Spritzkuchen are German Crullers popular during the Karneval season and other festivals. They are said to have originated in Eberswalde (Eberswalder Spritzkuchen), a town northeast of Berlin near the Polish border, in 1832. The base is made from a choux dough, then piped into circles and fried until golden. They are topped with a sugar glaze. I used lemon as the liquid for the glaze, but you can also use rum or water.
Cut out as many squares of parchment to prepare as you want. I only cut out 4 since I wasn’t frying more than 2-3 doughnuts at a time.
These Spritzkuchen were almost a failure for me, but I am so glad they turned out and I get to share the recipe with you. I prepared the dough and as I went to attach a star tip to a pastry bag, I remembered that my large pastry bag had recently gone missing. I used a large ziploc bag in its place, but had a few issues with the tip staying attached (I also used the wrong tip to begin with). It created quite the mess. So make sure you have all the tools you need before making this (or any) recipe. It will save you a lot of headache. I also didn’t oil the parchment enough in the beginning so the first couple of Spritzkuchen stuck to the paper and tore a little.
I tried a couple of different tips for piping and from what I had, the Wilton 195 worked the best. A bigger tip would definitely work better.
Spritzkuchen (German Crullers)
Adapted from Backen mit Spass, from „Backvergnügen wie noch nie”
Oil for coating parchment and frying the doughnuts
250 milliliters (1 cup) water
60 grams (4 tablespoons) unsalted butter
1 pinch salt
150 grams (1 cup plus 1 tablespoon) all purpose flour
150 grams (~1 cup) powdered sugar
3 tablespoons lemon juice, rum, or water
Cut parchment paper into 3 1/2 x 3 1/2 inch squares and coat the top of each with oil.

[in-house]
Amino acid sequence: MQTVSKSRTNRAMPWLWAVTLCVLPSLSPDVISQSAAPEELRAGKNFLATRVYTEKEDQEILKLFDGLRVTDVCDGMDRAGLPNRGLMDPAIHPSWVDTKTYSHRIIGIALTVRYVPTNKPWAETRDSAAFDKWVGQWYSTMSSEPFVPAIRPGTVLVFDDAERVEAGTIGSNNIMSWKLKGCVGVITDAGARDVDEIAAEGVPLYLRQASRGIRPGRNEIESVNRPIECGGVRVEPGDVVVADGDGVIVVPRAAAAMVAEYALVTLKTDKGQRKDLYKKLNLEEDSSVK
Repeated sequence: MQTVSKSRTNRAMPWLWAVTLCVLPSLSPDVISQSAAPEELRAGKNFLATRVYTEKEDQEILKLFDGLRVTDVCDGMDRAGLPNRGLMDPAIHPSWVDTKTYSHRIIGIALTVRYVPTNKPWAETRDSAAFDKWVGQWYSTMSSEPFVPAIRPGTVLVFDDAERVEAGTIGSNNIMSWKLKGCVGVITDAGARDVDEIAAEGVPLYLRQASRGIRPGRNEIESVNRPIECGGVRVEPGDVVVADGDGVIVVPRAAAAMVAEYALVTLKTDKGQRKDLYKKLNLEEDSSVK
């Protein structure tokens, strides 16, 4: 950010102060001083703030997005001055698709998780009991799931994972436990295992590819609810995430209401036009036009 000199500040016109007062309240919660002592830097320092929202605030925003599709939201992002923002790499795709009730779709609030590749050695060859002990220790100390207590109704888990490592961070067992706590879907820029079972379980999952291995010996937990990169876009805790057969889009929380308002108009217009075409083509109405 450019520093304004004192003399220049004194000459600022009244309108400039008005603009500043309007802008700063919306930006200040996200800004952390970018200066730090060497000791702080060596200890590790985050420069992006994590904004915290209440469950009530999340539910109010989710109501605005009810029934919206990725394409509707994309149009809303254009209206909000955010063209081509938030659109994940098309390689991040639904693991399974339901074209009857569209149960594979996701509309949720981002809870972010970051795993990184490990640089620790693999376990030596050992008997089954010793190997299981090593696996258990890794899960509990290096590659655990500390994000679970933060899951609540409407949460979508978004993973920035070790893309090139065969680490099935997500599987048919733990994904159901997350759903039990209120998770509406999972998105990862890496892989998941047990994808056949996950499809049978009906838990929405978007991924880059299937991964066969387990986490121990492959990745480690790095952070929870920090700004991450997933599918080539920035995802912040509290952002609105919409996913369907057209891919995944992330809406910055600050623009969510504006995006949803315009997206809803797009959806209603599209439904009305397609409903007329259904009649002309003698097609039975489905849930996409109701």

In a large saucepan, combine water, butter, and salt over high heat. Once the butter has melted and the mixture comes to a boil, remove from heat. Use a wooden spoon to immediately mix in the flour.
Place the pan back on the stove over medium heat. Continue to stir until dough forms and becomes a ball, about 1 minute. Transfer the dough to the bowl of a stand mixer or a large bowl and allow to cool.
Using a stand or hand mixer, beat the eggs, one at a time, into the cooled dough at high speed.
Fill a deep saucepan with 2-3 inches of oil and place over medium heat.
Attach a large star tip to large piping bag. Fill the bag with dough. Pipe rings of dough onto prepared parchment paper.
Once the oil is 350 degrees F, place the doughnuts, being careful not to overcrowd, into the pan paper side up. Gently remove the paper and fry the doughnuts on each side until golden. Use a slotted spoon to transfer to a towel lined plate. Repeat with remaining batter.
Place a wire rack over a sheet of parchment. In a large bowl , whisk lemon juice, rum, or water into powdered sugar until glaze comes together. If too thick, add more liquid. If too thin, whisk in more sugar. Dip each doughnut into the glaze and place on wire rack to set.